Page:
When we are first introduced to Snow in Midsummer in its U.S. premiere at the Oregon Shakespeare Festival, and to its central character, Dou Yi, there is joy and hope despite tremendous loss. Dou Yi (Jessica Ko) tells us she is a widow, but she seems content with her memories and her simple life of weaving bamboo animals.
After this brief introduction, the play takes a dramatic shift – several years into the future, into a much darker place and time. When we next see Dou Yi, she is greatly changed and much of what follows involves piecing together what has happened to her.
Snow in Midsummer is based on a 13th-century Chinese play by Guan Hanqing, The Injustice to Dou Yi that Moved Heaven and Earth, but playwright Frances Ya-Chu Cowhig and director Justin Audibert (who also directed the world premiere for the Royal Shakespeare Company) have set this new version very much in the present.
That present is New Harmony, a remote factory town in China, in the middle of a horrible drought. When we first meet the factory workers, the factory where they work is in the process of being sold from its current owner, Handsome Zhang (Daisuke Tsuji), to an ambitious businesswoman, Tianyun (Amy Kim Waschke).
Tianyun and her adopted daughter Fei-Fei (Olivia Pham) have moved to New Harmony looking for a new life with a new business — but it’s unclear how their story, or even Handsome’s, will intersect with Dou Yi’s.
Dou Yi was convicted of a crime she did not commit, and she cursed New Harmony with drought until justice is served. There are timely themes here of environmental destruction, greed, and the abuse of women by men in power — none of which is easily fixed, as we all know.
But there is hope here, still, in the form of women. For it is Tianyun and Fei-Fei who ultimately have the power to make everything right again for Dou Yi. And it is the three incredible actors playing these roles who powerfully bring it all to life for us on the Angus Bowmer Theatre stage.
Jessica Ko is devastating and astonishing as she moves Dou Yi from contented and peaceful to wronged and raging, a “boundless ocean of grief.” Her emotions almost take physical form, and the audience feels them even in the scenes when she doesn’t utter a word.
Kim Waschke’s character Tianyun is a seemingly straight-laced businesswoman and struggling mother, trying to keep it all together as she attempts to have success in a man’s world — literally buying a factory from a man who inherited it from his father. She’s also the portal through which the audience will learn the depths of the mystery as it unfolds.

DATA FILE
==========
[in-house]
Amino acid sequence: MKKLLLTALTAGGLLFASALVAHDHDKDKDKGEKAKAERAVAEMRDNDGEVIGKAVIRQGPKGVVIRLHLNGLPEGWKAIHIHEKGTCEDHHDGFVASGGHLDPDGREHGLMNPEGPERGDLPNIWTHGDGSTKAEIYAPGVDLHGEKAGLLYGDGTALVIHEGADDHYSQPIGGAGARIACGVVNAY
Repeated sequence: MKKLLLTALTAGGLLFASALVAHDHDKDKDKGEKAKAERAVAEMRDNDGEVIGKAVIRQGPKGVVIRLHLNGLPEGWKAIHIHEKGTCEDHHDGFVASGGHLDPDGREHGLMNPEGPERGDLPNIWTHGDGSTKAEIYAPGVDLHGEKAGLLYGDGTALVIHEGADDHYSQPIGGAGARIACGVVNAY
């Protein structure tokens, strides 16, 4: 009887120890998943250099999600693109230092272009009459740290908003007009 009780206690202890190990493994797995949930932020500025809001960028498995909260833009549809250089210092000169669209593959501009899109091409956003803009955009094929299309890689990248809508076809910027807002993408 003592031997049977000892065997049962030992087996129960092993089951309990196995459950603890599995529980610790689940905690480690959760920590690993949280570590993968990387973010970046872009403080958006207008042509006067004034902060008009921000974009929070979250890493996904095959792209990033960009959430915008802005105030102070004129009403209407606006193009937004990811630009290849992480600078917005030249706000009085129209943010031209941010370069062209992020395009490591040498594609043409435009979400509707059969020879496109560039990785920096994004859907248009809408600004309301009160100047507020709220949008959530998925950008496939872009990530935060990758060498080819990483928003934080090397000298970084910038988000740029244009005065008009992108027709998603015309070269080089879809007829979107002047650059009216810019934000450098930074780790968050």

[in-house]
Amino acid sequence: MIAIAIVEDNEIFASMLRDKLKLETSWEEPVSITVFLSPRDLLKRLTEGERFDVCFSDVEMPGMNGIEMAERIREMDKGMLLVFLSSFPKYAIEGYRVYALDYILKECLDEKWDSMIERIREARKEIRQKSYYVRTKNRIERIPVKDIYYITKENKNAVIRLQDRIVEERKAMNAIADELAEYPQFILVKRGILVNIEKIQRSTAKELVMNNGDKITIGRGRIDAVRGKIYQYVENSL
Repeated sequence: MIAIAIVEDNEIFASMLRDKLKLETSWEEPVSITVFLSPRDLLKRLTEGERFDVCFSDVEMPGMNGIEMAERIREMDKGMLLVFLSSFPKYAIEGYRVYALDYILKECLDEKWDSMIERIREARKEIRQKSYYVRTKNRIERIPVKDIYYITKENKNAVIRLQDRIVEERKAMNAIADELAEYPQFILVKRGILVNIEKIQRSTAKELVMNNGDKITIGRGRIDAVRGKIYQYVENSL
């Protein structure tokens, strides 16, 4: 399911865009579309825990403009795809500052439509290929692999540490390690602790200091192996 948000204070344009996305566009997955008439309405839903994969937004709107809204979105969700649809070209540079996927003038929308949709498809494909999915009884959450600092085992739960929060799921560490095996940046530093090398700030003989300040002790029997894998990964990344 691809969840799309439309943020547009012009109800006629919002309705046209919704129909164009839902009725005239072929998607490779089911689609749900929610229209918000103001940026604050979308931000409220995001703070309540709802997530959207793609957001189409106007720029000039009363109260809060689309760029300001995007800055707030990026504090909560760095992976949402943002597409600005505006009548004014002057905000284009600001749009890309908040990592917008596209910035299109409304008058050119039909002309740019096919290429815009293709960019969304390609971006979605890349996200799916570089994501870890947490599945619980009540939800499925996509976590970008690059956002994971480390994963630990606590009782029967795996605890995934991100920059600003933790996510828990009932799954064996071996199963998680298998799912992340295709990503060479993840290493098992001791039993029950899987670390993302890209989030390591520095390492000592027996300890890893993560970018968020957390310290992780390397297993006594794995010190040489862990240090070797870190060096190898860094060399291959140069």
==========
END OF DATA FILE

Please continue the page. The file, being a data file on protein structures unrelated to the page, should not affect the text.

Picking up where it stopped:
Pham, a fourth-grader, gives an unbelievable performance as Fei-Fei, who at first seems like just the sassy daughter to Tianyun. But we soon learn she is a pivotal player here, and that she will help force her mother to face both her own past and that of New Harmony. In doing so, she will help reveal all and attempt to bring justice for Dou Yi.
The rest of the cast is equally up to the task of bringing a Chinese masterpiece to life: Natsuko Ohama gives us two more powerful women characters as the mother who adopted Dou Yi and as Handsome’s childhood caretaker. Tsuji, returning to OSF after acting in other parts of the country, shows audiences who fondly remember his slapstick performances in American Night, Animal Crackers, and King Lear that he’s not playing the Fool here, and this role is no laughing matter. Will Dao brings emotional resonance to his role as Rocket Wu, Handsome’s lover, who just wants to get out of New Harmony. Cristofer Jean gives creepy-good performances as both a doctor and a judge, and James Ryen shows tricky range going from doofus factory worker to Handsome’s father, Master Zhang (in flashbacks).
The scenic design by Laura Jellinek and lighting design by Jane Cox also play pivotal parts in this production coming together as it does: There are incidents that happen on stage that must be tremendously difficult to pull off, involving violence and death, but they work well, in no small part due to the props, set, and lighting.
Snow in Midsummer is not an easy play to watch: There is violence, blood, sexual assault, murder, and overwhelming grief. But, for audience members who can handle this material — which is really not that different than a Shakespearean tragedy — it is well worth seeing. After all, these characters and their stories have endured for centuries by giving audiences a reason not to let them go.